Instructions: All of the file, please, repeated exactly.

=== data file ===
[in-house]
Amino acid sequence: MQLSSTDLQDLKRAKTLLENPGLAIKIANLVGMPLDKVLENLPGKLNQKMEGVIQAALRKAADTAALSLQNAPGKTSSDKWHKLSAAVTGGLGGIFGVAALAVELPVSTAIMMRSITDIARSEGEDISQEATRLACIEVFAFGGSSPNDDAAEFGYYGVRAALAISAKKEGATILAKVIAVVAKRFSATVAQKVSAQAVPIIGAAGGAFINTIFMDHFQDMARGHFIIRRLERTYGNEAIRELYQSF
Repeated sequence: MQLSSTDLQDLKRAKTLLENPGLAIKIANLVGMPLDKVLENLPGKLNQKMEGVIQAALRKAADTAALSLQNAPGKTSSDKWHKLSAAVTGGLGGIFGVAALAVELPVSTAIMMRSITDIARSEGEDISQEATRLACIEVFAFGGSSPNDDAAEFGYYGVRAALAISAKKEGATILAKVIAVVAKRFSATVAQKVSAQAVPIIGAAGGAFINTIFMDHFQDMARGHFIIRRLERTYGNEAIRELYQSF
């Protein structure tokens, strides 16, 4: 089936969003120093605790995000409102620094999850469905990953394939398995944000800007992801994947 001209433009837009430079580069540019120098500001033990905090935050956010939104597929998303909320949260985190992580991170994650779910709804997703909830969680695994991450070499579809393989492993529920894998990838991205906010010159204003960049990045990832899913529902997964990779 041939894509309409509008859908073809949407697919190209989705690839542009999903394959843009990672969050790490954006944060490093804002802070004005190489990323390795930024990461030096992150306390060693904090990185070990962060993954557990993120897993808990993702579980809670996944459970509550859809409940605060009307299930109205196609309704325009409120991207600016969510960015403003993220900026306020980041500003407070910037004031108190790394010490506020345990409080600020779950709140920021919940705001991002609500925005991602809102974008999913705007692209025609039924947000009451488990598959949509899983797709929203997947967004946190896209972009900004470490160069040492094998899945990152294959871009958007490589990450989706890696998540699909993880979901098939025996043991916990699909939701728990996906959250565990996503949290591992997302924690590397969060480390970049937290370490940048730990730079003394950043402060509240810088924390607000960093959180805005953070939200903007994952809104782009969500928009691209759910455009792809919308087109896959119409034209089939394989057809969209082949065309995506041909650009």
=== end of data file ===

[in-house]
Amino acid sequence: MQLSSTDLQDLKRAKTLLENPGLAIKIANLVGMPLDKVLENLPGKLNQKMEGVIQAALRKAADTAALSLQNAPGKTSSDKWHKLSAAVTGGLGGIFGVAALAVELPVSTAIMMRSITDIARSEGEDISQEATRLACIEVFAFGGSSPNDDAAEFGYYGVRAALAISAKKEGATILAKVIAVVAKRFSATVAQKVSAQAVPIIGAAGGAFINTIFMDHFQDMARGHFIIRRLERTYGNEAIRELYQSF
Repeated sequence: MQLSSTDLQDLKRAKTLLENPGLAIKIANLVGMPLDKVLENLPGKLNQKMEGVIQAALRKAADTAALSLQNAPGKTSSDKWHKLSAAVTGGLGGIFGVAALAVELPVSTAIMMRSITDIARSEGEDISQEATRLACIEVFAFGGSSPNDDAAEFGYYGVRAALAISAKKEGATILAKVIAVVAKRFSATVAQKVSAQAVPIIGAAGGAFINTIFMDHFQDMARGHFIIRRLERTYGNEAIRELYQSF
């Protein structure tokens, strides 16, 4: 089936969003120093605790995000409102620094999850469905990953394939398995944000800007992801994947 001209433009837009430079580069540019120098500001033990905090935050956010939104597929998303909320949260985190992580991170994650779910709804997703909830969680695994991450070499579809393989492993529920894998990838991205906010010159204003960049990045990832899913529902997964990779 041939894509309409509008859908073809949407697919190209989705690839542009999903394959843009990672969050790490954006944060490093804002802070004005190489990323390795930024990461030096992150306390060693904090990185070990962060993954557990993120897993808990993702579980809670996944459970509550859809409940605060009307299930109205196609309704325009409120991207600016969510960015403003993220900026306020980041500003407070910037004031108190790394010490506020345990409080600020779950709140920021919940705001991002609500925005991602809102974008999913705007692209025609039924947000009451488990598959949509899983797709929203997947967004946190896209972009900004470490160069040492094998899945990152294959871009958007490589990450989706890696998540699909993880979901098939025996043991916990699909939701728990996906959250565990996503949290591992997302924690590397969060480390970049937290370490940048730990730079003394950043402060509240810088924390607000960093959180805005953070939200903007994952809104782009969500928009691209759910455009792809919308087109896959119409034209089939394989057809969209082949065309995506041909650009």